Mohnish PabraiIn May, value investor Mohnish Pabrai participated in a question-and-answer session with MBA students from London Business School, who interviewed the investor on many different topics, including his experience in managing his own business in the 1990s. Letters, lectures and the like on second quarter 2021 hedge funds Owning a business and being an investor Pabrai told his Read more

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Q4 hedge fund letters, conference, scoops, etc.

But when it comes to investing, it’s not about where to invest your money, but which investment vehicles are right for your financial situation and personal goals.

Before investing: Factors to consider

The key to becoming a smart investor is to match your resources, requirements and priorities for a particular period or stage in your life. This means that your investment decisions will need to be based on several factors including your monthly income, assets, expenses, financial goals, and risk appetite for investing, among others.

Since investing can take a huge chunk of your finances, you need to check your cash flow. Do you have a regular office job or a thriving business that provides you with a steady source of income? With the income you get, do you still have excess cash left that you can use to invest? It is important to ask these questions because they allow you to set appropriate expectations regarding your financial responsibility as an investor.

It is also advisable to take stock of your short-term financial situation. Ideally, you should have saved six months’ salary to help minimize the impact when your ability to earn – and therefore invest – is affected by economic factors or personal emergencies. It is simply not wise to get into investing when you are having financial problems, especially when there is no real guarantee that your return on investment (ROI) will be quick. The idea of ​​investing is to part with the money, which you can afford not to use or spend for months or years.

Your willingness to invest may also depend on how much you pay your billers to cover your monthly expenses, such as housing, education, transportation, food or groceries, etc. Apart from that, you also need to consider your lifestyle and personal expenses. If you spend more than what you earn, it is a red flag that you are not in a healthy financial situation and may not be ready to invest.

Here is an example of the recommended expense-to-income ratio for various types of expenses:

Lodging: 20% to 25% of your income

Transport: 15% to 25% of your income

Living allowance: 20% to 25 of your income

Debt payments: 5% to 10% of your income

Savings: 10% to 15% of your income

When it comes to your financial goals, you can tap into your investments to help you achieve those goals. If you are a new parent, some of your priority goals may be to buy a house, establish your child’s education fund, and make sure you have cash readily available in your bank account.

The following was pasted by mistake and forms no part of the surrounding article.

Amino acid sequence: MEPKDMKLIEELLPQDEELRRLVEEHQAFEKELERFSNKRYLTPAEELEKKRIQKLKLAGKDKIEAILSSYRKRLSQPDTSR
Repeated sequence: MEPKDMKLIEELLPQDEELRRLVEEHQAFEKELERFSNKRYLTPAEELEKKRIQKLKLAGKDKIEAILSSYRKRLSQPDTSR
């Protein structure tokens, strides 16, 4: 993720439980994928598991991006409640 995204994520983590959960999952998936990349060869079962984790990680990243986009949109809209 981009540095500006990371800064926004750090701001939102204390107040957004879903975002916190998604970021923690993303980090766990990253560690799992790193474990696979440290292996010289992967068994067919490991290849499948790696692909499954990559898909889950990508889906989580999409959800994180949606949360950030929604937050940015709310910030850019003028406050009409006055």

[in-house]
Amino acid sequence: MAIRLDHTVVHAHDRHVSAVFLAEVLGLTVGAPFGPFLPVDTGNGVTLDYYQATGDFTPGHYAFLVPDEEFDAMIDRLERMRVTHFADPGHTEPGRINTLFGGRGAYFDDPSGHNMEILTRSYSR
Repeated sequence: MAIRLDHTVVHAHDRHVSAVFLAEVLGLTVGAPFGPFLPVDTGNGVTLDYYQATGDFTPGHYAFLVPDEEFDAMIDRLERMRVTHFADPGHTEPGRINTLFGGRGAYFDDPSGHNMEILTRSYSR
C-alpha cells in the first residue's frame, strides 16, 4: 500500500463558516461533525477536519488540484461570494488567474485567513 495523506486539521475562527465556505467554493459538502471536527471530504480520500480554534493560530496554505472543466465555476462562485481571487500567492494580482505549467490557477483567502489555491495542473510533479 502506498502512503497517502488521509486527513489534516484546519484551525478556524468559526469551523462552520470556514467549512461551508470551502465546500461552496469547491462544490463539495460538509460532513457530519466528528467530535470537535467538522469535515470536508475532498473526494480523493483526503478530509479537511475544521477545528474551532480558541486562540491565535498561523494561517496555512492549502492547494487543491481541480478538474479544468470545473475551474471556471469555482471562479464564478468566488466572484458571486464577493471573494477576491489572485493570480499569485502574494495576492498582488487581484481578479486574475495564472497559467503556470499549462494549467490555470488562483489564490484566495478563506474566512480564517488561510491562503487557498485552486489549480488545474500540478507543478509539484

In this case, you would do well to place your assets in different investment vehicles. It helps you manage the risks involved in investing and hence gives you a better chance of achieving your goals as the money you have invested begins to grow.

Speaking of risk, this is another factor that you should consider when deciding to invest. Since almost all forms of investing involve risk, you need to consider whether you are open to the prospect of your investments depreciating at some point. This is called your risk appetite. If you are not too comfortable with the idea of ​​taking possible losses, then you will need to be careful with your investments. Consider lower risk investments.

Your timing for investment vehicles can also influence the level of risk you are willing to take. Generally speaking, your risk appetite decreases with age. If you start building your investment portfolio in your twenties, you will have more time to recover the money you might lose than if you choose to invest as you approach retirement.

In which investment vehicles to invest?

Once you have evaluated the various factors described above, the next step is to choose the right investment vehicle. This is one of the biggest dilemmas investors face, especially if you are just starting out. You might find the decision-making process easier if you first align your goals, and from there, compare the investment vehicles that might fit your timeline.

You are likely to set goals for the short, medium, and long term. Naturally, each of these will require investments aligned with a different set of factors, such as interest rates, liquidity period, and the overall value of your hard-earned money.

For short-term goals, the most common types of investments may include term deposits, liquid funds, or short-term debt funds. In the meantime, you can opt for balanced funds and equity-linked savings plans for your medium-term goals. Obviously, your long-term goals will give you the widest range of options, from stocks and bonds to real estate.